According to an analysis of the Education Department data by the Southern Poverty Law Center, “In the 1970s, keeping students out of school as a punishment was relatively rare: fewer than 4 percent of students were suspended in 1973” (Justice Policy.org). As years passed, growing concern of violence, and crime in schools gave rise to the establishment of policies in order to combat the dangerous behavior among students. This led to schools having the necessity of adopting zero tolerance policies, such as the “Gun-Free Schools Act” passed in 1994. The cracking down on zero tolerance policies has been a major point of conflict, for the fact that schools have misinterpreted their limi...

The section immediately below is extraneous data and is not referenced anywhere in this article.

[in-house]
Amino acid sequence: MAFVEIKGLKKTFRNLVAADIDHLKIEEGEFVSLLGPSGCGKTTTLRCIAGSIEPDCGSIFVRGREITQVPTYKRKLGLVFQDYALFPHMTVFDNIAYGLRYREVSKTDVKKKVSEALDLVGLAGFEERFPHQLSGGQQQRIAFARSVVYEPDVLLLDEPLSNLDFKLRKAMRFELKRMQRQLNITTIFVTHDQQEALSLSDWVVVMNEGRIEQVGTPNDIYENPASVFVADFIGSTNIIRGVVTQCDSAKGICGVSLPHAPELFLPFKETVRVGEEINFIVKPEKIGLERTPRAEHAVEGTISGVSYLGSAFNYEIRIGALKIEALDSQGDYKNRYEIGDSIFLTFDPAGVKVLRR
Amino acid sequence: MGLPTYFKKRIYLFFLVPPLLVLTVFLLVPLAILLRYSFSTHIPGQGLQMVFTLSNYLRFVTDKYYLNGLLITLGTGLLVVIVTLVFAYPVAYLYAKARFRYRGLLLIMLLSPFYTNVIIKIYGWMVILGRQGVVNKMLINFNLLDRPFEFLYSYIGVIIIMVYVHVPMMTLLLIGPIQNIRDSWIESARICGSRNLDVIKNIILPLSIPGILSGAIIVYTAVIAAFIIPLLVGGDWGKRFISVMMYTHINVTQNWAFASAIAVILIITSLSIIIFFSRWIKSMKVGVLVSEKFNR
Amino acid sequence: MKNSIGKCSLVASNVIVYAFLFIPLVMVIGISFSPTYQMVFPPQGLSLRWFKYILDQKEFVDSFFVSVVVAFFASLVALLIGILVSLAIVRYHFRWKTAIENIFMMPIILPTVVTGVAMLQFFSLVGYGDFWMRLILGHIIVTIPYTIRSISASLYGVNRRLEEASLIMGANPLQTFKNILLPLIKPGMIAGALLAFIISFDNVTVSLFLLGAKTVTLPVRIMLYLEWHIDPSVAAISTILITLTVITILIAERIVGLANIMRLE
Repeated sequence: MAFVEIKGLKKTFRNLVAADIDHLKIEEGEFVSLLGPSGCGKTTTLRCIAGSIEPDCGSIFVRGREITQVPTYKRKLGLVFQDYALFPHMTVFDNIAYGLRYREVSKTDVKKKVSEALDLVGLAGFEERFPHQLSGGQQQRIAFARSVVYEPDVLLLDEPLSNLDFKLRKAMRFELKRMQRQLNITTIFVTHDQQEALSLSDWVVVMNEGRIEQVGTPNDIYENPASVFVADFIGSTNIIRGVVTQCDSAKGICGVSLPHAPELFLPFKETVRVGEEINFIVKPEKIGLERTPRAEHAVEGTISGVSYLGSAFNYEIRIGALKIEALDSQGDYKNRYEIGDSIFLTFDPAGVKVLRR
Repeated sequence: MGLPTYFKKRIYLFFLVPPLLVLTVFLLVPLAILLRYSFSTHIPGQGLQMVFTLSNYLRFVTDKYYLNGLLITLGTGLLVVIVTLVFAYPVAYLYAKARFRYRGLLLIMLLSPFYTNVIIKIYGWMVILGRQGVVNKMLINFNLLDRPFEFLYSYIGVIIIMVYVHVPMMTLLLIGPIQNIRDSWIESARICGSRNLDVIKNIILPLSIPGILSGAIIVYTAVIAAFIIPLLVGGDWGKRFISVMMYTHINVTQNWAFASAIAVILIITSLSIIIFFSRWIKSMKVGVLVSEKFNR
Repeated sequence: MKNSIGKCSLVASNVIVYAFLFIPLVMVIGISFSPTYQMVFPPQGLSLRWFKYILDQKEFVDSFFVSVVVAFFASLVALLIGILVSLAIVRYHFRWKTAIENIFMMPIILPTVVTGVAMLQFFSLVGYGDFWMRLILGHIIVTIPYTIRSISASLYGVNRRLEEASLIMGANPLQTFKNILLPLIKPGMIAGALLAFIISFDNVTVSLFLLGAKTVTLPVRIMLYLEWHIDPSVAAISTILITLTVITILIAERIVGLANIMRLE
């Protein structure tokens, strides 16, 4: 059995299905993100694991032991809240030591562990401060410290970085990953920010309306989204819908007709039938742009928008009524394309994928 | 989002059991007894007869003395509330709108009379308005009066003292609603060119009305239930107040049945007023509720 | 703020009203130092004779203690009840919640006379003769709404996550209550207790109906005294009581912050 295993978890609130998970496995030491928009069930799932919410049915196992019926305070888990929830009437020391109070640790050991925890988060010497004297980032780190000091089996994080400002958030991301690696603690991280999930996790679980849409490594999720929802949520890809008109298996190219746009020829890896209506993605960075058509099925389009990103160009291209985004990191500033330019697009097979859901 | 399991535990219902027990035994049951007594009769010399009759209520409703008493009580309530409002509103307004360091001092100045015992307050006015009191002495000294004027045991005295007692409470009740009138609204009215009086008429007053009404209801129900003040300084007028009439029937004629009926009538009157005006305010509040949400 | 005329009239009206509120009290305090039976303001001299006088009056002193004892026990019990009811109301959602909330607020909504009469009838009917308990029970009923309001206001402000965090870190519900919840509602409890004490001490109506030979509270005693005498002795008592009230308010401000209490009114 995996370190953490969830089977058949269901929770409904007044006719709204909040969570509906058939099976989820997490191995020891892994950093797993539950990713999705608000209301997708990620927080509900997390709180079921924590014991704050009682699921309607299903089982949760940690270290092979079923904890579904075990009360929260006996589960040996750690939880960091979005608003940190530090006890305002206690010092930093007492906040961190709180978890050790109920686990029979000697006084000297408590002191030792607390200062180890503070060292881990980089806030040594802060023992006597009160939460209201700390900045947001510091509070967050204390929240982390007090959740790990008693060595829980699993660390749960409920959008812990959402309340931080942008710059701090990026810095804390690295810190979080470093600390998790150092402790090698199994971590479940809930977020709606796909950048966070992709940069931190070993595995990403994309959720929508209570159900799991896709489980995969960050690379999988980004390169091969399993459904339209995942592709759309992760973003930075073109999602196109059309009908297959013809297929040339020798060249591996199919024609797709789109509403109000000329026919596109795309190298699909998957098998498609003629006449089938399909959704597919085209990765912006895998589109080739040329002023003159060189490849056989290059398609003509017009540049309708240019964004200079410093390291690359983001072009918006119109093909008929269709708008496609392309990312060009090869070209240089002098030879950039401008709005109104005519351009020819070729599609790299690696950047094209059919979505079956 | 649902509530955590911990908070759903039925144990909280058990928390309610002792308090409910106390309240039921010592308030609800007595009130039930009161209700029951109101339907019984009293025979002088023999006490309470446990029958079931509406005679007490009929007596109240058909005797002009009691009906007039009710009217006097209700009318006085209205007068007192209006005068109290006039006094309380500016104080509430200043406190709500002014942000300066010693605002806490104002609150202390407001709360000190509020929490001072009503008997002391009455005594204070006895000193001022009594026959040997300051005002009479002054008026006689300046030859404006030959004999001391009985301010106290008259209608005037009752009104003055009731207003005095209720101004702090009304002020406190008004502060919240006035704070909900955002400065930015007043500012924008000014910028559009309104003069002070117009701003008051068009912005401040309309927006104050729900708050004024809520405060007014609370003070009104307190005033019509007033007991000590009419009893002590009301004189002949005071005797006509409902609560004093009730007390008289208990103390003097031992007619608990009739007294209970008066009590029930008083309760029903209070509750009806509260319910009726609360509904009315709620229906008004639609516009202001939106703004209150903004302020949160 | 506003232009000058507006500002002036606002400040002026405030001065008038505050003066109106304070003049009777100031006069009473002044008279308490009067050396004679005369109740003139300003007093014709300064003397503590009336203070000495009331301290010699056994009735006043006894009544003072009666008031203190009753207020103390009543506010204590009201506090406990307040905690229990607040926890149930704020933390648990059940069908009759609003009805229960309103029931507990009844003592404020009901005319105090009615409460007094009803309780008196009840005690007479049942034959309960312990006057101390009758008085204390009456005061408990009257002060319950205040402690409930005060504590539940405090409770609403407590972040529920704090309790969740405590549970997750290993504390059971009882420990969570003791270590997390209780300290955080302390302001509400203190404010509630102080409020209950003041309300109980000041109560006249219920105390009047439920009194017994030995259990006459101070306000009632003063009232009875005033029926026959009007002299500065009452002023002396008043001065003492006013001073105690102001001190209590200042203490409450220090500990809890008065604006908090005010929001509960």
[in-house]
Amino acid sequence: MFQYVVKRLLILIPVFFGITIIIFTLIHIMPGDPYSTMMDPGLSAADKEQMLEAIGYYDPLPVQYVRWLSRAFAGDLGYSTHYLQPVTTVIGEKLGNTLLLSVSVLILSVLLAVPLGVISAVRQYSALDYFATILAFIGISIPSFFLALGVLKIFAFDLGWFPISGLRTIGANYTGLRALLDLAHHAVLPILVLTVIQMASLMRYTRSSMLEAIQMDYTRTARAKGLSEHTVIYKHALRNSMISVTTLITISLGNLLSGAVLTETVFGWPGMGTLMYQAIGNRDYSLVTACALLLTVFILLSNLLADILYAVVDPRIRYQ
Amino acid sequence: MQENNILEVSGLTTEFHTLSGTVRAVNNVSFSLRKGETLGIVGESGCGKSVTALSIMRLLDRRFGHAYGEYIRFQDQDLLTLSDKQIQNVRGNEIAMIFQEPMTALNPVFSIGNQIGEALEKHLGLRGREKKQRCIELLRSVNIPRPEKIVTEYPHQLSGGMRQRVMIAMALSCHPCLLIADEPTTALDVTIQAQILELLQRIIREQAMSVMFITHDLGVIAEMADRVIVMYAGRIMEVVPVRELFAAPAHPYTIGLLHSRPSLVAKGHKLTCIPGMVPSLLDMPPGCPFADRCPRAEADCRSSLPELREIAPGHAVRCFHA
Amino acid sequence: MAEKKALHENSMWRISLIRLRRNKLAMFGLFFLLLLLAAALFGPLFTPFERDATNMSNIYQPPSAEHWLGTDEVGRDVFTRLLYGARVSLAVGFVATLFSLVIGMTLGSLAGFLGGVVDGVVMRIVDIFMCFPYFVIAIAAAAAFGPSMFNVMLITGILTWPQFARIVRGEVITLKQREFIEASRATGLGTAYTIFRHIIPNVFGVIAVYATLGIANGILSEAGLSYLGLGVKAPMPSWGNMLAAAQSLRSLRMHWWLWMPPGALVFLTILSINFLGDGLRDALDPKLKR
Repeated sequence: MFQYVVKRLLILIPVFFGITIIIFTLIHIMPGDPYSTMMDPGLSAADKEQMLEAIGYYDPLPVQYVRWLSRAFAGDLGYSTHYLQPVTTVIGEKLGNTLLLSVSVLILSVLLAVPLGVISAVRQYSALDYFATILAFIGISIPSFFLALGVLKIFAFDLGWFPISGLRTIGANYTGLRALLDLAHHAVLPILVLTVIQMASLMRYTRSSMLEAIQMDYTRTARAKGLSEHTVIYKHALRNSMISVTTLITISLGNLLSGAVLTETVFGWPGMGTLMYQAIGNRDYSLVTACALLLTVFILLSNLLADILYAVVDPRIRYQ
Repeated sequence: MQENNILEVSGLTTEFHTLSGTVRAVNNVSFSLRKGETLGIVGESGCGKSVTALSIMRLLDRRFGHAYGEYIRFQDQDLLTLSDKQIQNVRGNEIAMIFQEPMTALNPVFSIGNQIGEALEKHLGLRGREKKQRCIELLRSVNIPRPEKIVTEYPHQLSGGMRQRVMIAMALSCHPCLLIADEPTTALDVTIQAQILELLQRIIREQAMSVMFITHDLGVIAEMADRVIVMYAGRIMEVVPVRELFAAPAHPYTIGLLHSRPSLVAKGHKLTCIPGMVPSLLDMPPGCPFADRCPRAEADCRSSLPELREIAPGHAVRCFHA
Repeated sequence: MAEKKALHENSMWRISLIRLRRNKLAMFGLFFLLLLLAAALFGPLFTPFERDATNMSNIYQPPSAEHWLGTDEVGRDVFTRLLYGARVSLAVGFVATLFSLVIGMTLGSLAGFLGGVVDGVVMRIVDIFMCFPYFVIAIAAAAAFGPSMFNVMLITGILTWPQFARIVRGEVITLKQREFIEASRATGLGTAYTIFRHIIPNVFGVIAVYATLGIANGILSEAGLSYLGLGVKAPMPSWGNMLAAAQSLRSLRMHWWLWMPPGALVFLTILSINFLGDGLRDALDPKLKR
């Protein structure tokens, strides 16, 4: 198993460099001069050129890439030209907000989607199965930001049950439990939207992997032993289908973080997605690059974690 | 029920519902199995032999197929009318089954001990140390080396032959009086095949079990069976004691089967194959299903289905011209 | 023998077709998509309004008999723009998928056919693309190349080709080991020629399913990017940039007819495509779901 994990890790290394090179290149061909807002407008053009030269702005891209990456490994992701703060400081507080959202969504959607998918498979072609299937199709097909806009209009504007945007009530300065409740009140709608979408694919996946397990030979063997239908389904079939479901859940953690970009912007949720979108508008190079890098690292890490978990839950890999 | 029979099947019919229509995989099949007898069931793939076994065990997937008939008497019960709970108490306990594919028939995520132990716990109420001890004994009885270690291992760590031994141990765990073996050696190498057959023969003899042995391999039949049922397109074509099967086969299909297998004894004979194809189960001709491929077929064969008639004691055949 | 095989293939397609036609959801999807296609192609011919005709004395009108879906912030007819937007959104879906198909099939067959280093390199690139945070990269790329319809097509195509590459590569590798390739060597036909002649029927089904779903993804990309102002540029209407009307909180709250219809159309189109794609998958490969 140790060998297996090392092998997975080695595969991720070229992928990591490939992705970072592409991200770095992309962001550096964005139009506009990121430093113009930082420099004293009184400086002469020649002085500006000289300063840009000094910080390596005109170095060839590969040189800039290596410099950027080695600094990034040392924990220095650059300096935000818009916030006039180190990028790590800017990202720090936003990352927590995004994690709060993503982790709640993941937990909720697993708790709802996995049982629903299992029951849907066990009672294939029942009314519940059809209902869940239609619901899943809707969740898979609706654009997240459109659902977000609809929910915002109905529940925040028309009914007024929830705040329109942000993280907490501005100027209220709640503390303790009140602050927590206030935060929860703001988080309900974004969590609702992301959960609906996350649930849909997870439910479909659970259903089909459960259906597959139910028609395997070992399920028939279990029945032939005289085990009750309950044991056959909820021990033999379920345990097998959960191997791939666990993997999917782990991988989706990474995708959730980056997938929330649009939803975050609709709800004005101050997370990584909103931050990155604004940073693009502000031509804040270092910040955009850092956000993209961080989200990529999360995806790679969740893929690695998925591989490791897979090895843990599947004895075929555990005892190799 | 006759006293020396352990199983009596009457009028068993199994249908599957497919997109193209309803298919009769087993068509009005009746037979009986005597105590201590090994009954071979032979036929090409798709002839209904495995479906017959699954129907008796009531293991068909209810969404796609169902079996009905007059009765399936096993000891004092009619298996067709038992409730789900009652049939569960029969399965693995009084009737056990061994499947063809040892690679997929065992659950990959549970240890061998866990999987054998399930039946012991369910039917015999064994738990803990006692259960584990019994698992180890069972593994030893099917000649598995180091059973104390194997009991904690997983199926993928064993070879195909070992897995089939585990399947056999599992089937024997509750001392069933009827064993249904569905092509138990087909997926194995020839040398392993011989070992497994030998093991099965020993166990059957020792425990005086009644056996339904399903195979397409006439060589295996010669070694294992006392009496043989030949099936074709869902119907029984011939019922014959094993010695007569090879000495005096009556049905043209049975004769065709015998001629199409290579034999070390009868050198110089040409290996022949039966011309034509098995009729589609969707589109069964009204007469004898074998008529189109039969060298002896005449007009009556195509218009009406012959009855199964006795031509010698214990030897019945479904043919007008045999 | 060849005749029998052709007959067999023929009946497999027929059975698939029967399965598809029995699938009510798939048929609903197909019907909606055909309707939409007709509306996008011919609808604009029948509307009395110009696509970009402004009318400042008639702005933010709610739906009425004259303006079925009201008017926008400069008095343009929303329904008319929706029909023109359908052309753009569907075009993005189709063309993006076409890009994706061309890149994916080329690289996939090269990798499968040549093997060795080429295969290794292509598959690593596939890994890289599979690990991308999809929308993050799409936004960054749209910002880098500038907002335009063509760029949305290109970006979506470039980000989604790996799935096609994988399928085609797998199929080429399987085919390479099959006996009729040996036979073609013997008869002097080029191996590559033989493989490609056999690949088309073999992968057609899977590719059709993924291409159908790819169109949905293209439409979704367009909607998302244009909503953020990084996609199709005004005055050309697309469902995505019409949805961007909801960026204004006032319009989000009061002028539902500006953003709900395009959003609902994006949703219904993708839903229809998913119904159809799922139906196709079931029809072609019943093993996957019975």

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... “school to prison pipeline. The use of “zero tolerance polices” have brought nothing good to the school system. While there’s other causes that make up the “pipeline”, they all seem to surround the idea of “zero tolerance” in schools. Higher suspension/expulsion rates, higher drop-out rates, and lower graduation rates are all a result of the policies in place. Then when students are seen as repeat offenders, administrators ask why? Well easy, humans are not born with a “how to live life manual”. Life is about learning from mistakes. Taking away their ability to make mistakes, engraves a feeling of hopelessness within a kid. Which ultimately leads them to not control their actions, if they think “I’m still going to get in trouble”. A school should not feel like a prison. This is the place where kids come to learn, and express their ideas while in a safe environment.
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